|Commenced in January 2007||Frequency: Monthly||Edition: International||Paper Count: 5|
2016 has become the year of the Artificial Intelligence explosion. AI technologies are getting more and more matured that most world well-known tech giants are making large investment to increase the capabilities in AI. Machine learning is the science of getting computers to act without being explicitly programmed, and deep learning is a subset of machine learning that uses deep neural network to train a machine to learn features directly from data. Deep learning realizes many machine learning applications which expand the field of AI. At the present time, deep learning frameworks have been widely deployed on servers for deep learning applications in both academia and industry. In training deep neural networks, there are many standard processes or algorithms, but the performance of different frameworks might be different. In this paper we evaluate the running performance of two state-of-the-art distributed deep learning frameworks that are running training calculation in parallel over multi GPU and multi nodes in our cloud environment. We evaluate the training performance of the frameworks with ResNet-50 convolutional neural network, and we analyze what factors that result in the performance among both distributed frameworks as well. Through the experimental analysis, we identify the overheads which could be further optimized. The main contribution is that the evaluation results provide further optimization directions in both performance tuning and algorithmic design.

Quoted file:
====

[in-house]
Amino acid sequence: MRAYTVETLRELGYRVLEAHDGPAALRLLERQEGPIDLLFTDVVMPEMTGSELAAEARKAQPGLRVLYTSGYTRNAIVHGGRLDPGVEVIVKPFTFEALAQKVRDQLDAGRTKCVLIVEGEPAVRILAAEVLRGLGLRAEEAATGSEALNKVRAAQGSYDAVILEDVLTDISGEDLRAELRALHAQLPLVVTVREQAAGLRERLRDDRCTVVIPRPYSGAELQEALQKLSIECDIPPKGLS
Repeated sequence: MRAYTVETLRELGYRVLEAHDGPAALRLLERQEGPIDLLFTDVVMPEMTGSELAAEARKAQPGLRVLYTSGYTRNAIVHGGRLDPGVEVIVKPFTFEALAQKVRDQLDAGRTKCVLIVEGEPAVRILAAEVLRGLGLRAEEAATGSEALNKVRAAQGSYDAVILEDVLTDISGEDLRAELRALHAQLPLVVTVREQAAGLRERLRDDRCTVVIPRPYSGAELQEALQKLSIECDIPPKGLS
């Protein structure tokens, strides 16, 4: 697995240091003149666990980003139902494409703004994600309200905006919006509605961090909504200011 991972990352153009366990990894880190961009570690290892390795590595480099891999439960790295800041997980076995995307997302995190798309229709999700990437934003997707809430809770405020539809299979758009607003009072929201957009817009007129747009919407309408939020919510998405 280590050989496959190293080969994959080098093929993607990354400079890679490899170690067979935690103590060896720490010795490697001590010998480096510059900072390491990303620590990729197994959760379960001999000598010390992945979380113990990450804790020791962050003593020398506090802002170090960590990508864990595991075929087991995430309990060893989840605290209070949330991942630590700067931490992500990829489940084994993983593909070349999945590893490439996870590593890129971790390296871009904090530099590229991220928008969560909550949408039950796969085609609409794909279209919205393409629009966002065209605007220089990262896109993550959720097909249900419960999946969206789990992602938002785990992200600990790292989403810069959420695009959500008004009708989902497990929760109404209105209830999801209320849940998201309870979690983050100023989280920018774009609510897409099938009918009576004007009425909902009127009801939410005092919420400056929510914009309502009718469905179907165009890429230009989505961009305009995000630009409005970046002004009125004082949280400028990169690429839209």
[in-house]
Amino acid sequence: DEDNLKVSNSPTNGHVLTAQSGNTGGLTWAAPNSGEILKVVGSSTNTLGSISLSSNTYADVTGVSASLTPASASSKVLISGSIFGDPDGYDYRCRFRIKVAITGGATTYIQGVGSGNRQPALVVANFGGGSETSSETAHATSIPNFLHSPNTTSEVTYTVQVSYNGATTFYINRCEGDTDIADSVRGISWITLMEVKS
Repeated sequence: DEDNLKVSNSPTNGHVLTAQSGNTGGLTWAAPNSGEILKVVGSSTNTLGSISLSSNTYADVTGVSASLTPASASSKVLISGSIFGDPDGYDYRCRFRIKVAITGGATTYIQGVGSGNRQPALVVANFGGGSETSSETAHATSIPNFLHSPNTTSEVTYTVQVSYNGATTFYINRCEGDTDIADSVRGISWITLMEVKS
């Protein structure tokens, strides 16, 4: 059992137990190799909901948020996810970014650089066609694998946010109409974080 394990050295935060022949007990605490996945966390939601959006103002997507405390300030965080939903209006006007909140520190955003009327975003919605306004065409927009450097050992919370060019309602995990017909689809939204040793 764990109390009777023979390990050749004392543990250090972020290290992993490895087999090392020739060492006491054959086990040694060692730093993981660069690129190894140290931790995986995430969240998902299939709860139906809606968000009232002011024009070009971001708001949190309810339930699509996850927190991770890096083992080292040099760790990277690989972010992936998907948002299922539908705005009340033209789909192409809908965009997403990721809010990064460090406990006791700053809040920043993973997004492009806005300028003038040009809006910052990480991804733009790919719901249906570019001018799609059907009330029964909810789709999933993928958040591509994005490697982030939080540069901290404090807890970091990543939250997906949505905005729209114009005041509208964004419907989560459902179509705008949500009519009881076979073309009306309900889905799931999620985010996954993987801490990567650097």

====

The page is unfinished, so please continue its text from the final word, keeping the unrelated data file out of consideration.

Causal relation identification is a crucial task in information extraction and knowledge discovery. In this work, we present two approaches to causal relation identification. The first is a classification model trained on a set of knowledge-based features. The second is a deep learning based approach training a model using convolutional neural networks to classify causal relations. We experiment with several different convolutional neural networks (CNN) models based on previous work on relation extraction as well as our own research. Our models are able to identify both explicit and implicit causal relations as well as the direction of the causal relation. The results of our experiments show a higher accuracy than previously achieved for causal relation identification tasks.